Millions on the US coast prepare as monster storm approaches

Millions of people in the path of Hurricane Florence are frantically preparing for a monster storm that's anticipated to make landfall as early as Friday afternoon. Residents in states from Virginia to Georgia — especially those who live in flood-prone areas or on the coast — must decide whether to stay or go.

Here are some snapshots of a region awaiting the hurricane:


The home of Wake Forest University basketball is serving as a temporary shelter for people trying to escape Hurricane Florence.

The Lawrence Joel Veterans Memorial Coliseum in Winston-Salem opened its doors Wednesday night for what was expected to be several busloads of Wilmington-area residents seeking refuge. By mid-morning Thursday, the arena had only 23 people using it.

American Red Cross shelter team manager Jaici Murcia said the coliseum was opened out of a concern that shelters closer to the coast would be overflowing. Murcia said the initial word was that 500 people would be coming to the coliseum. Murcia said the arena is set up to handle up to 1,000 people.

"It looks like they found some alternate sheltering closer to their homes," Murcia said. She said several buses did arrive at the shelter, and some people drove their own cars there as well.

Shelter residents can sleep on cots set up on the coliseum floor. They have access to three meals a day and can take showers as well. Charging stations are also being installed to allow people to keep up with family members wherever they might be. Nurses and mental health providers are also stationed at the shelter.

Murcia said she expects the shelter will be open through the weekend. Winston-Salem is 221 miles (355 kilometers) northwest of Wilmington.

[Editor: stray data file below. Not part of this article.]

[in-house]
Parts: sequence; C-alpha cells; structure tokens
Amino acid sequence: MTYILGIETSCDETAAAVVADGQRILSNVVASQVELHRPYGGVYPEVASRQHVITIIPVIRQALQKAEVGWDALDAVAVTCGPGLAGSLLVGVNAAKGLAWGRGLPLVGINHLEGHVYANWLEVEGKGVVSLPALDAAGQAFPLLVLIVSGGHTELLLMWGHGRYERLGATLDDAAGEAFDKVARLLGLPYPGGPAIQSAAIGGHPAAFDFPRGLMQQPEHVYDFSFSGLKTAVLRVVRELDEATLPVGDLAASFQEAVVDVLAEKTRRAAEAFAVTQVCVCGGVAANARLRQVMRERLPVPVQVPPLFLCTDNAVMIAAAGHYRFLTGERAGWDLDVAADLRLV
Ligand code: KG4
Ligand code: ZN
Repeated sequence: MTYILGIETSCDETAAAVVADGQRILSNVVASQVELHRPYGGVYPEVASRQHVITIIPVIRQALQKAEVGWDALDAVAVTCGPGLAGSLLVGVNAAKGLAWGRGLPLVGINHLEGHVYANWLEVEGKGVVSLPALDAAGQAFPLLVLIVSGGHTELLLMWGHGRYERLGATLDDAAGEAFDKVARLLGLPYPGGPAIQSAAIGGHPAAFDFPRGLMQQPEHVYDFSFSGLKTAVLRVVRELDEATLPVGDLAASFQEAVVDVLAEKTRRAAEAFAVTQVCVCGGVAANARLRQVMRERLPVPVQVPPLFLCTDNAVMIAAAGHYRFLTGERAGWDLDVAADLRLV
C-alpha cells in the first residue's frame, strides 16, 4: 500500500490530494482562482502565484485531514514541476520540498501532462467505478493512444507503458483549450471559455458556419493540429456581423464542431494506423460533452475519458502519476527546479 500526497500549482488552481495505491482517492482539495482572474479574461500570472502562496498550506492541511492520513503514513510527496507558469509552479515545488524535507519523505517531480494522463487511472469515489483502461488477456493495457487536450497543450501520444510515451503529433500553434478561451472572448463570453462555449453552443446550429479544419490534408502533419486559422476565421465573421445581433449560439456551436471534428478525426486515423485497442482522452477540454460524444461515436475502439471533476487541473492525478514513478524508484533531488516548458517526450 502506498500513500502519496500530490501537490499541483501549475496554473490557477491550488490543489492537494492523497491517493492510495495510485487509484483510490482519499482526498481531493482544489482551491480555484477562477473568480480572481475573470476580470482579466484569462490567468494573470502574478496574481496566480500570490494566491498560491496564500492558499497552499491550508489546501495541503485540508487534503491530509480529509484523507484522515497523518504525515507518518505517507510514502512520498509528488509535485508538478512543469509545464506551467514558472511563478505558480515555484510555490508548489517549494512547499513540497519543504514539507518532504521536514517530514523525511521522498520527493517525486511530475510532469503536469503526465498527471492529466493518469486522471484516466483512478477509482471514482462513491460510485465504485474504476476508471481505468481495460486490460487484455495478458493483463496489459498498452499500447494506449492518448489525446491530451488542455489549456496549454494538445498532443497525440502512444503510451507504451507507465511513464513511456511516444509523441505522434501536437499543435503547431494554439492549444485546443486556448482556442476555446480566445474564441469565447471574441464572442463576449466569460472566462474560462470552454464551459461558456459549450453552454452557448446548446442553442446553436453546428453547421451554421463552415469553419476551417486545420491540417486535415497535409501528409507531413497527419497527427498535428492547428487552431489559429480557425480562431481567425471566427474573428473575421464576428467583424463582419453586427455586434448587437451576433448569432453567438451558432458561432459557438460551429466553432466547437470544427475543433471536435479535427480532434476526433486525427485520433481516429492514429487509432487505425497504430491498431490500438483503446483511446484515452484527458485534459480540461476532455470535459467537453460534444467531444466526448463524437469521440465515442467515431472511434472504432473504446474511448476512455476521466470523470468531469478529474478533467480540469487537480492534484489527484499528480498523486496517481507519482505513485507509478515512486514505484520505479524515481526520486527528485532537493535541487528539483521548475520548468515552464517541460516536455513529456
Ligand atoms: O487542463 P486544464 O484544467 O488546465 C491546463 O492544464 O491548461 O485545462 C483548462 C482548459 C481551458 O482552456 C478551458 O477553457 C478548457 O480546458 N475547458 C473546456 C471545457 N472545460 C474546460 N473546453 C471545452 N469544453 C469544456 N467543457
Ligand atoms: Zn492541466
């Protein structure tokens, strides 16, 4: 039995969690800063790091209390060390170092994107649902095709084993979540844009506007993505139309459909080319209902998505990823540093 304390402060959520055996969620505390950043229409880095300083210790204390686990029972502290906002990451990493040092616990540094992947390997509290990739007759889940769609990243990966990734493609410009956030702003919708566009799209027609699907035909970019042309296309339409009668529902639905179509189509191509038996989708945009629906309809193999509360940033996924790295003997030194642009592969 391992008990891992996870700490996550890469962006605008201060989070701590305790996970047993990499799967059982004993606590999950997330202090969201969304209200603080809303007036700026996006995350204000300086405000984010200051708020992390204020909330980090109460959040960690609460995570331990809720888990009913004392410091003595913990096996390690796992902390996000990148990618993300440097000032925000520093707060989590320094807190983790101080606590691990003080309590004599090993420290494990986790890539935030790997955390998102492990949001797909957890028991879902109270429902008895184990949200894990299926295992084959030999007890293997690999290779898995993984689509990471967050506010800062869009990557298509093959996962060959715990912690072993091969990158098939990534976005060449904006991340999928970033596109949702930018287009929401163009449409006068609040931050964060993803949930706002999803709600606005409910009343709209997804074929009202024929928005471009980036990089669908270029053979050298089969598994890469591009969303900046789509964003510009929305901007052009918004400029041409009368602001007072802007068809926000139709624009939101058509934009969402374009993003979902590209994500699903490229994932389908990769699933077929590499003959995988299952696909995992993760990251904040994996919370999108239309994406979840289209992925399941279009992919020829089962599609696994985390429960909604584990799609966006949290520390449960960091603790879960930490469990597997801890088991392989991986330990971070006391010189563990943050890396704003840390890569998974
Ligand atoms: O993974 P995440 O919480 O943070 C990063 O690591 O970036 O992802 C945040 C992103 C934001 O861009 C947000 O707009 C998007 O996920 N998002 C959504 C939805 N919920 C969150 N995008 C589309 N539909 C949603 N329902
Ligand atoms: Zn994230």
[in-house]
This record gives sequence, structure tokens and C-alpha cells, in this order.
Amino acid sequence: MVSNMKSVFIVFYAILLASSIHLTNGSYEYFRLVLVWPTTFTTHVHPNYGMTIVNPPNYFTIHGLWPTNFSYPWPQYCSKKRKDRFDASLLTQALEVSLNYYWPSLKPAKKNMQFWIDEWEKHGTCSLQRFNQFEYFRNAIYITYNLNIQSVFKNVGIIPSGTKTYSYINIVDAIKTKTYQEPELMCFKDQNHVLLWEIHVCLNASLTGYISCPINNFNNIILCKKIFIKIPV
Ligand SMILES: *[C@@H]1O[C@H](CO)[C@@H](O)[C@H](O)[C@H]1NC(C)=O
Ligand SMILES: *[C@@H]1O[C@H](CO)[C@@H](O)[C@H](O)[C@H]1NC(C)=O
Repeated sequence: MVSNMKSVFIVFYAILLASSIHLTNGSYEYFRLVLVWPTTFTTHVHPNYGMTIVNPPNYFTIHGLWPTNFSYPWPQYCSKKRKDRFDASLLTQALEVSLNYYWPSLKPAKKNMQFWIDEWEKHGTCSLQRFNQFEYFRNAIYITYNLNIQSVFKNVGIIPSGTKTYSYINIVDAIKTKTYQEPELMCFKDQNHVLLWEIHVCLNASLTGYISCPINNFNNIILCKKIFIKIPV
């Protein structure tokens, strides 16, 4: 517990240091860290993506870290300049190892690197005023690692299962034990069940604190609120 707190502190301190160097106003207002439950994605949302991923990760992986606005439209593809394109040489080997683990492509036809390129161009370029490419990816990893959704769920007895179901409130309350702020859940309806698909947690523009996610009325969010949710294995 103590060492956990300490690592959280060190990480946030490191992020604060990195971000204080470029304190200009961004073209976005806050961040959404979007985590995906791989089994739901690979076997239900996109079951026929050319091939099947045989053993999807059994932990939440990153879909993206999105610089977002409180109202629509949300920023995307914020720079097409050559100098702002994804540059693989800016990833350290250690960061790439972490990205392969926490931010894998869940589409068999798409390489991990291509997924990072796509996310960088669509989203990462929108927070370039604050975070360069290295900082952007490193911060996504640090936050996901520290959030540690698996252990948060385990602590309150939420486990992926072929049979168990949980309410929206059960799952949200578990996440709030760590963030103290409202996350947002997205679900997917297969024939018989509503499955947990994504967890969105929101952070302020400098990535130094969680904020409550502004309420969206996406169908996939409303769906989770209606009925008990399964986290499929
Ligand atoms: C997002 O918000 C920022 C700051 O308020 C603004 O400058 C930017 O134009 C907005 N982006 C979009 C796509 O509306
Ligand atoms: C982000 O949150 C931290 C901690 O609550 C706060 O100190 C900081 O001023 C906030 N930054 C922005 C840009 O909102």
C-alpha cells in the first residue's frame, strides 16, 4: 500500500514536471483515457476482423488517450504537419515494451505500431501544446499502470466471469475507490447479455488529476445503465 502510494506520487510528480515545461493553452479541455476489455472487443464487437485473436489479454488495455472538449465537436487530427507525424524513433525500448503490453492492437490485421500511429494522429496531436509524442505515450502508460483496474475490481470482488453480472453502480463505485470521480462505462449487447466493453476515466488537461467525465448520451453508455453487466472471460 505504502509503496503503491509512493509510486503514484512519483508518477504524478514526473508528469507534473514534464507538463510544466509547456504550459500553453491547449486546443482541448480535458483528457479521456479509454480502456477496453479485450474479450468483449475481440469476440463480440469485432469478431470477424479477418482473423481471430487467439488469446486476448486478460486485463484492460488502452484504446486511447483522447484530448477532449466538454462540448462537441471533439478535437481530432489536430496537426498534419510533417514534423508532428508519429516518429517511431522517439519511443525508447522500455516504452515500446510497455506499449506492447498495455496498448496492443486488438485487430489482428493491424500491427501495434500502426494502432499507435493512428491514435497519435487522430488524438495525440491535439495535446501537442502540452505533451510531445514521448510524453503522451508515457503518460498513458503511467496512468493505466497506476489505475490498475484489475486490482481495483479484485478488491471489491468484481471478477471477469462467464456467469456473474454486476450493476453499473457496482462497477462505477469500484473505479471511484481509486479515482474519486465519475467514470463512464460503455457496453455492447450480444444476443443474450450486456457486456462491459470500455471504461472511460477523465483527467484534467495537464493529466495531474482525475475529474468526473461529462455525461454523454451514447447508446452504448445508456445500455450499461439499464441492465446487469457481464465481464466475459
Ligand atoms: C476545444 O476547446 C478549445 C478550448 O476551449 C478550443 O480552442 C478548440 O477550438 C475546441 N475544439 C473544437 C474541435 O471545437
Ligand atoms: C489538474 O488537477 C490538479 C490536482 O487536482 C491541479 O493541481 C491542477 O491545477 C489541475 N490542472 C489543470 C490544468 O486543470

Life in a Red Cross shelter can mean safety from approaching Hurricane Florence, but it's really boring.

That's the observation Thursday of Charlie Wynn after about 24 hours inside the high school in the town of Washington near the North Carolina coast.

He lives in Washington with his mother, who had a stroke a few years ago. She feared some of the many trees in her yard being blown down by the storm and wanted to get out.

Mother and 28-year-old son arrived at the shelter housing up to 500 on Wednesday afternoon. Wynn said without TV, radio or Internet, he's had a lot of time on his hands.

"Time moves so slowly here," he said. "It's only 2 o'clock, but it seems like it should be 8 o'clock."


Marcus Hester stopped by one of the last stores open in downtown Wilmington, North Carolina, Village Market Grocery, to stock up so he could ride out the storm at his house in Wilmington.

At Village Market Grocery, Hester bought "canned foods, things that don't have to be heated," he said.

He said he felt safe even though Wilmington is in the current path of the storm.

"We're 20 to 30 feet above the river. You're not going to get any flooding there. We're miles from the beach," he said.

The few restaurants still open in Wilmington were drawing hungry customers preparing to spend hours inside as the storm approaches.

A Waffle House was doing brisk business with a limited menu. A waitress said staff members were staying in a hotel across the street and planned to stay open as long as they could, using gas and generators for power.

At the Paper Crane Asian restaurant, Sharon and Sammy Edwards ate lunch Thursday afternoon as wind picked up outside. They said they made a reverse evacuation - driving down from Rocky Point 15 miles away to stay with Sammy's brother.

They live in a low-lying area so they felt safer driving 10 miles toward the coast to stay on higher ground.


Barbara Timberlake of Leland, North Carolina, walked down with her dog to look at the choppy Cape Fear River. She lives about 15 miles inland from Wrightsville Beach, in the path of the storm.